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Is Sleep Training Stressful For Your Baby?

If you’re considering sleep training your child, you’ve probably done some research online and found some troubling “information” that suggests allowing your child to cry at night can actually cause brain damage.

That would be a major cause for concern, obviously, if it were true.

But, luckily for you and your child, it’s not.

An article published a number of years back on AskDrSears.com suggested that researchers had found a link between allowing children to cry during sleep training and increased levels of adrenaline and the hormone cortisol, which, according to the article, “…may have permanent implications on the development of sections of their brain.”

The Guardian newspaper picked up the article and the hysteria quickly spread.

What the article failed to mention was that the researchers who had conducted the study didn’t agree with his interpretation of their findings; quite the opposite, in fact.

Articles in Time and Slate magazine exposed the junk science of the article shortly after its publication, but by that time, people had already jumped on the bandwagon and were perpetuating the rumor.

In a follow up to the Pediatrics study that Sears refers to in his original article, the conclusions clearly state that, “Parents and health professionals can confidently use [behavioral sleep] techniques to reduce the short- to medium-term burden of infant sleep problems and maternal depression.”

So how did Dr. Sears manage to stir up all of this hysteria in the first place?

The type of stress your child experiences when she cries for short periods at night is what’s known as positive stress. This is the type of stress we experience when we’re facing a challenge that we can overcome, and that only lasts a brief period of time. Things like public speaking, job interviews, trying a new sport, and first dates are good examples of positive stress.

The experiences researchers found to cause the elevated levels of cortisol that were actually damaging to a child’s development were found in babies who were outright neglected and left to cry when they were hungry, had wet diapers, and so on. This is called toxic stress, and it occurs when the cause of the stress is persistent and all encompassing.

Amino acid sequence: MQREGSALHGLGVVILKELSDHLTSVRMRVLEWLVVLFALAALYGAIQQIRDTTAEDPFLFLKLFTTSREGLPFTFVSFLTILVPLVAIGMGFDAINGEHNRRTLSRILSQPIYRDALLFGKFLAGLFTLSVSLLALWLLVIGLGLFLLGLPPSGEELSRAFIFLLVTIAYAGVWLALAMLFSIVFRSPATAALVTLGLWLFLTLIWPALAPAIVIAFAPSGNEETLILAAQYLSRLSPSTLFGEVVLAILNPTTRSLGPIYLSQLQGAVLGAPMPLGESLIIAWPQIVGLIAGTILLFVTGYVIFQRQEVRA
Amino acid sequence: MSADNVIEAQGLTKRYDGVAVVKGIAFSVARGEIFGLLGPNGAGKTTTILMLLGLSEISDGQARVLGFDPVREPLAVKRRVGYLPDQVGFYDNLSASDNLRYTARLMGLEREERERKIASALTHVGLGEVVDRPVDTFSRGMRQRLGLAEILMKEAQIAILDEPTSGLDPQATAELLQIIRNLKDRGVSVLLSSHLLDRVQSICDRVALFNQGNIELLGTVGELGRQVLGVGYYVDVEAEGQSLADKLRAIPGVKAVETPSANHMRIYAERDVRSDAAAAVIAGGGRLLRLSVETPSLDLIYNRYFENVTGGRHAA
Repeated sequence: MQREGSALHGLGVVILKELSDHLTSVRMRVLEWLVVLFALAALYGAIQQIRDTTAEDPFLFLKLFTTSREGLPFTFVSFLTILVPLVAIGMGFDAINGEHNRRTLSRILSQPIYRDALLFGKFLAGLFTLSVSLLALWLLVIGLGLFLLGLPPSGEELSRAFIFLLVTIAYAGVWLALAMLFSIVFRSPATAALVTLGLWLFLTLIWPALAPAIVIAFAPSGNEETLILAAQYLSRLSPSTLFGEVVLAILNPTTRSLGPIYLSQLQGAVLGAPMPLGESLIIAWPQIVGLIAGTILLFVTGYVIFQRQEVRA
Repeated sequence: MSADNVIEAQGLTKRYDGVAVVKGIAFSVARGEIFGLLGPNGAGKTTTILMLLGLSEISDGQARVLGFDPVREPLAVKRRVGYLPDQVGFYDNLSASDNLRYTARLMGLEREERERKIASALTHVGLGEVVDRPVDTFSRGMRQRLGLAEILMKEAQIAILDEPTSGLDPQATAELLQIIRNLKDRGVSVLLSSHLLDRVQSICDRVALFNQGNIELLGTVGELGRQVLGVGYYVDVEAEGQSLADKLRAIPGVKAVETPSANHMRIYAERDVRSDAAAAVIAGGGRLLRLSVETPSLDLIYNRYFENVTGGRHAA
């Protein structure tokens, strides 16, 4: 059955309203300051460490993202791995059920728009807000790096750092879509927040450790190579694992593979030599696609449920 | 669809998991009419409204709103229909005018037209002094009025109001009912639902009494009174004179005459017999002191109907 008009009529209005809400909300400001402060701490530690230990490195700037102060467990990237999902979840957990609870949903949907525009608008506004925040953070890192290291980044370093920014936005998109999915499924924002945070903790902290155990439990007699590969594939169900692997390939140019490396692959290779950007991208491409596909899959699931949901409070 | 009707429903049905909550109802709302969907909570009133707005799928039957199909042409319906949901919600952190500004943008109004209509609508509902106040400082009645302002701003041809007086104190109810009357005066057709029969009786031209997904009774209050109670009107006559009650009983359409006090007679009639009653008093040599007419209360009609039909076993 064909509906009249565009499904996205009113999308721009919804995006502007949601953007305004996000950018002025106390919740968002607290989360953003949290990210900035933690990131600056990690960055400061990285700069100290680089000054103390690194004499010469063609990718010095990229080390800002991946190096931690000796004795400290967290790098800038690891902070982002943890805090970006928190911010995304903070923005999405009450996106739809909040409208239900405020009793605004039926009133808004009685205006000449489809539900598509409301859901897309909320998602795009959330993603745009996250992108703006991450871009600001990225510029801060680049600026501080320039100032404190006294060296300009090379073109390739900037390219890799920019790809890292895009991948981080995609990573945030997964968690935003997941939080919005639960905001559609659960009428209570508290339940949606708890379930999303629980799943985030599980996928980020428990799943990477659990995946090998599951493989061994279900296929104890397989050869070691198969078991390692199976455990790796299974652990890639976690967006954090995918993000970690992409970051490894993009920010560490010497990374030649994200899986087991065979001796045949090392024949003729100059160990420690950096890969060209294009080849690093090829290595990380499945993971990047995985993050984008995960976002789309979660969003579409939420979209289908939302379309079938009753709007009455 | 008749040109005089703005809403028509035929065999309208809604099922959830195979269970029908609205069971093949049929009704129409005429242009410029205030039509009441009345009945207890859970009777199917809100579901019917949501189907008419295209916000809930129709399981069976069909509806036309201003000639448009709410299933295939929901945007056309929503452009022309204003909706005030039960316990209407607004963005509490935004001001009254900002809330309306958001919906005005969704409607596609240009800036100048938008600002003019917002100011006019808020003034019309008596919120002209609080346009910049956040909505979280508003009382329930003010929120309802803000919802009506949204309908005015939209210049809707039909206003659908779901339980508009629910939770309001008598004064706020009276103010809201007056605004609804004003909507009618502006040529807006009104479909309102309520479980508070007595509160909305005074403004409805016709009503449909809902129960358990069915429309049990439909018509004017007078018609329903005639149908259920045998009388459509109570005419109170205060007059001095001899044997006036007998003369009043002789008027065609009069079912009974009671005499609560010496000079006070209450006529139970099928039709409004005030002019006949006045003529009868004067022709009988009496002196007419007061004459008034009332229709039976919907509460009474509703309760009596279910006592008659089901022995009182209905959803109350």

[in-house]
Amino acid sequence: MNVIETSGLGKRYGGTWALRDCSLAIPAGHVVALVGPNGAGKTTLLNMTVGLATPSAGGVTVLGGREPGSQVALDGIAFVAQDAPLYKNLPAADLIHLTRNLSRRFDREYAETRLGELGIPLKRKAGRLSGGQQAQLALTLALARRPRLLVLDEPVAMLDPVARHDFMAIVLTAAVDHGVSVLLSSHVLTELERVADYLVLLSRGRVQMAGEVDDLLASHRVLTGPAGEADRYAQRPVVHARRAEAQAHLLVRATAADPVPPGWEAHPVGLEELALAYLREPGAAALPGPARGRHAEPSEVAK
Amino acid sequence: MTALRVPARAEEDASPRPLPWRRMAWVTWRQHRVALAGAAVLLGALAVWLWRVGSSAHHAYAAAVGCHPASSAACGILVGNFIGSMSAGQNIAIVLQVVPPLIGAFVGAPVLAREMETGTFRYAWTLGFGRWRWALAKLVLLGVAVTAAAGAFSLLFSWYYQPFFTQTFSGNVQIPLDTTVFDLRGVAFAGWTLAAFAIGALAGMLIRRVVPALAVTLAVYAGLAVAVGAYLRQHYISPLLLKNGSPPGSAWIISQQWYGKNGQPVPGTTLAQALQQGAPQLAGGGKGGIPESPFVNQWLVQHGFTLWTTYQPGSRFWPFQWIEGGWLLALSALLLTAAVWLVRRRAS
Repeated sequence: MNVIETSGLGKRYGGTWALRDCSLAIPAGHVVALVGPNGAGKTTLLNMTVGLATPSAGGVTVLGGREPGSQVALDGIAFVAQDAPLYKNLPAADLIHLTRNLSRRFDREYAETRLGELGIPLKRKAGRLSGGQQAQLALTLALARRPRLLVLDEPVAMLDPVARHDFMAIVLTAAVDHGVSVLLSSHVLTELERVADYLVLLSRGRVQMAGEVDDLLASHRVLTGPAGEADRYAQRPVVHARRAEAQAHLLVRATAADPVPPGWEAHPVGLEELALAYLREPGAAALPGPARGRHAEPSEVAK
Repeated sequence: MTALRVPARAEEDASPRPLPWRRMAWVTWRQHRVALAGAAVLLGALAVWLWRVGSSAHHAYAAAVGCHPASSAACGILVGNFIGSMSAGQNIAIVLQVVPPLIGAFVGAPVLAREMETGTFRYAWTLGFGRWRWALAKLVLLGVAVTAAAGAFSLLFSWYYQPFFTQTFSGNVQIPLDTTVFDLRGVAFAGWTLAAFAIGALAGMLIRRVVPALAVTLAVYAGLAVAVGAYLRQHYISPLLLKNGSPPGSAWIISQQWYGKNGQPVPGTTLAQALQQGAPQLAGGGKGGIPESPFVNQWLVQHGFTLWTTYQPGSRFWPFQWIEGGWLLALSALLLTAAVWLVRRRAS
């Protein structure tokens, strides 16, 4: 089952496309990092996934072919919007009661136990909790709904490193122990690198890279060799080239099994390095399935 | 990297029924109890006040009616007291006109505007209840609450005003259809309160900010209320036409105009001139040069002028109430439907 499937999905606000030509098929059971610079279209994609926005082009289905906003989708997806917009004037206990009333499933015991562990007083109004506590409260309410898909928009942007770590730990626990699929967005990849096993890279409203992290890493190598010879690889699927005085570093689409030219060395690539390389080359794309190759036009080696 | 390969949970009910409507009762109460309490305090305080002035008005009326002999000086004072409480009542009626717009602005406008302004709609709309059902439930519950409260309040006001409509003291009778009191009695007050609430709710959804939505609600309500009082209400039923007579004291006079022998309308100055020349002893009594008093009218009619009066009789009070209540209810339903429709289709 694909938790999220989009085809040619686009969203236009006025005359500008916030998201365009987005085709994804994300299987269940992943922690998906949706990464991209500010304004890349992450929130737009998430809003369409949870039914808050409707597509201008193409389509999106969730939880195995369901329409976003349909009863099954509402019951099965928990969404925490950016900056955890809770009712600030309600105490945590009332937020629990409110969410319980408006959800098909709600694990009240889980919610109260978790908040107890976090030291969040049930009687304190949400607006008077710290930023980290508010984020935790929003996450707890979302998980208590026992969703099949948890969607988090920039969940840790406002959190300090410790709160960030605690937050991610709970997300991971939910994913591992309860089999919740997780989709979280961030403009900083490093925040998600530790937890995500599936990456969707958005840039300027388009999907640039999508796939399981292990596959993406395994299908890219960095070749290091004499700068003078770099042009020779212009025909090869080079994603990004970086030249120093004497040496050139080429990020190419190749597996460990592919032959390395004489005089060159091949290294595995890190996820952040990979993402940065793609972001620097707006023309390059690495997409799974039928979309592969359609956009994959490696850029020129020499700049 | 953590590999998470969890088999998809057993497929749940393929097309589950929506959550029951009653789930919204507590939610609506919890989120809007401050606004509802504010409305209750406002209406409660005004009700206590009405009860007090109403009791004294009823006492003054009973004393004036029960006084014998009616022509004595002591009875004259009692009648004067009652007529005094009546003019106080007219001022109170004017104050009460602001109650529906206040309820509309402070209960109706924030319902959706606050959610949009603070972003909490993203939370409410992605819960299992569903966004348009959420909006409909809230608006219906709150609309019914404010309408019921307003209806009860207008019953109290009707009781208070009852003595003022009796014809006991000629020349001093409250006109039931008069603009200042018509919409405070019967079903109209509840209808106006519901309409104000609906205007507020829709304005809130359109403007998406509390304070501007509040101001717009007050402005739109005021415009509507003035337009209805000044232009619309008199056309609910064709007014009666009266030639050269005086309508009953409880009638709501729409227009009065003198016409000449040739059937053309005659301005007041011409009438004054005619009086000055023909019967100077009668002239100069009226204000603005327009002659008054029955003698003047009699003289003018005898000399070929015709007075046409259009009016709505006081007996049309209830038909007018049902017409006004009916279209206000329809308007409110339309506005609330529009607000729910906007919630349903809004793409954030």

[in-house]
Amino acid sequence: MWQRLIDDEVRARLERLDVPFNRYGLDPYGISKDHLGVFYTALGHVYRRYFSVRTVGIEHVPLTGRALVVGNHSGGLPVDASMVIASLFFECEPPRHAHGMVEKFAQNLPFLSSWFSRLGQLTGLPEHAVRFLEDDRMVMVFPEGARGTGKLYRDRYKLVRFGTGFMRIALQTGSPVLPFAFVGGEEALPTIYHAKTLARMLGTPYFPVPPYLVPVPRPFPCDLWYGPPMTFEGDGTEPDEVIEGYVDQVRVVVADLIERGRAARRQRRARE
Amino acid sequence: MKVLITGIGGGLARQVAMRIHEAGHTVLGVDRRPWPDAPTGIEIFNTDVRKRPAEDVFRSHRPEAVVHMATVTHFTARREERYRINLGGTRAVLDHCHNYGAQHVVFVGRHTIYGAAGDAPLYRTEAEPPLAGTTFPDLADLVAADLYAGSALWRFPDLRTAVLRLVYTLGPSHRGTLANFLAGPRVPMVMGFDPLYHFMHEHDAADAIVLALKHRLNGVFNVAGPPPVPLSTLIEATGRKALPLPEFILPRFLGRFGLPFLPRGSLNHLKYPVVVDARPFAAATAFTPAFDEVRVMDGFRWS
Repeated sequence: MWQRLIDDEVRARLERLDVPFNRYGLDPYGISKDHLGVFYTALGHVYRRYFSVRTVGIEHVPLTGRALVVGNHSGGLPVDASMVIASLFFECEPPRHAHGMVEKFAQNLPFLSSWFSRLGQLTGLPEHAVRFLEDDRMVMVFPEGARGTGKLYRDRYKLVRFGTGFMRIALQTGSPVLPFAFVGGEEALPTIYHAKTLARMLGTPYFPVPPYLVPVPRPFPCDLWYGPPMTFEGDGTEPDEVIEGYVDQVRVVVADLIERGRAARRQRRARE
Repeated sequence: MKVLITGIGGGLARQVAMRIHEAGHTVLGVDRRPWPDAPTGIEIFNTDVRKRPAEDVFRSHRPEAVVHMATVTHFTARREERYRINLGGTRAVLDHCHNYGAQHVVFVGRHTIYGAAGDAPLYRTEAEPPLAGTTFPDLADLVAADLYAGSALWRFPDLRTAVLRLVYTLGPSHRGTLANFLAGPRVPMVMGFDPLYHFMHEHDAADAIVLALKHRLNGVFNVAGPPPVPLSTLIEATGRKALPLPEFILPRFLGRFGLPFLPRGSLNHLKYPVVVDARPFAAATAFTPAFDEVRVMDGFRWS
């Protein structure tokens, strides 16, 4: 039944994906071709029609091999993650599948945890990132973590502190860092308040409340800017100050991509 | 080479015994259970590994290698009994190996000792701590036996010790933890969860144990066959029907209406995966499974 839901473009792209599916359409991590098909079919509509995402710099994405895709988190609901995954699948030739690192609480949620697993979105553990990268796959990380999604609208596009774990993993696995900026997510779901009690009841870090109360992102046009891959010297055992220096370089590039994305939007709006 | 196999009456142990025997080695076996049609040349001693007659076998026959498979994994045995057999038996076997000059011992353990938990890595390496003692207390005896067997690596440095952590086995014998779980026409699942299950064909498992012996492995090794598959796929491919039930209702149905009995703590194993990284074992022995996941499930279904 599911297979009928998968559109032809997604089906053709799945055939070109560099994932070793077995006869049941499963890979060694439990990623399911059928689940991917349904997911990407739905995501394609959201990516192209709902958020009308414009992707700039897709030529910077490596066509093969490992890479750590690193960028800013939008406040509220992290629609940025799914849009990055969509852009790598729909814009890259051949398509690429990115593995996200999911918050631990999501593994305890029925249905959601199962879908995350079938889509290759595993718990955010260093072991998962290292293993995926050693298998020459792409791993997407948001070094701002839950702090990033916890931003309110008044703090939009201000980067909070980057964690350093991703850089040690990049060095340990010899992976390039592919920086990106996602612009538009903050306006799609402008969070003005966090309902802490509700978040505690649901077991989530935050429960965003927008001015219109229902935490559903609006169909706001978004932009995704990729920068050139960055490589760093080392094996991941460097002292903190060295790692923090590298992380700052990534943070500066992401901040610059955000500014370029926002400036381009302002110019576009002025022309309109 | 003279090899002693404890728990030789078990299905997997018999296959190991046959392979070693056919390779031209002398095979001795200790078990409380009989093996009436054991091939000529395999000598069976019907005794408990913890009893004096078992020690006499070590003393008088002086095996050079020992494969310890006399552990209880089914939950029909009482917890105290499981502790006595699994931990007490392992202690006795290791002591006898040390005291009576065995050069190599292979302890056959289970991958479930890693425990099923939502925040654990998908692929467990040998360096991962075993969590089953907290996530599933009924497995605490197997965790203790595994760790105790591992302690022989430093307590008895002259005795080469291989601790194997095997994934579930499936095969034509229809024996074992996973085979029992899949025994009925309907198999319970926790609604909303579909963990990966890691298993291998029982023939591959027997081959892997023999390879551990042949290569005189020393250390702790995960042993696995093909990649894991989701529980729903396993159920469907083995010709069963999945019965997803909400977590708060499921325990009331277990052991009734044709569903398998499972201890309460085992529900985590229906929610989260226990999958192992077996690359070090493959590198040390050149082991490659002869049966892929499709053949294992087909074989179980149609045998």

By failing to distinguish between neglected babies and those who were allowed to cry during sleep training, Sears’ article made a lot of false assumptions and generated a lot of pointless apprehension.

The truth is, you and your child both need a good night’s sleep in order to function properly; both independently and as a family unit. I could go on for days about sleep’s role in the regeneration of serotonin and dopamine, but there’s really no need to get too scientific about it. We all know firsthand that we just feel so much better when we get a good night’s sleep. We’re happier, more energetic, we have an easier time concentrating, and life’s little challenges don’t weigh so heavy on our minds.

In short, a proper night’s sleep allows us to function like we’re meant to. That goes for you and your child.

Sleep training also has benefits beyond those wonderful, rest-filled nights. According to Dr. Anna Price, (who, incidentally, was the lead author in one of the studies Sears cited in his article), “Teaching parents to regulate their children’s sleep behavior is a form of limit setting that, combined with parental warmth, constitutes the optimal, authoritative, parenting style for child outcomes.”

So if you’re ready to get your baby sleeping 11 – 12+ hours a night, check out The Sleep Sense Program. Just follow the link below for immediate access.

Learn more here.

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Certified Sleep Sense Consultant Tip

“Soother vs. Lovey, what’s the difference?

Soothers keep children in a lighter stage of sleep and prevent them from getting deep restorative sleep. A soother requires baby to fully wake to either replace it or have someone else do it for them. Fragmented sleep is not as beneficial as consolidated sleep. A lovey can allow baby to fall back asleep without help but it isn’t going to cause a child to wake. 

Loveys don’t impact a baby’s ability to cycle through deeper stages of sleep. I like to compare a lovey to a pillow; you could sleep without one, but it makes sleeping more comfortable just like a lovey for little ones.

Kathryn Wood
Sleep Stars Consulting
www.sleepstars.ca
kathryn@sleepstars.ca
(778) 881-4345


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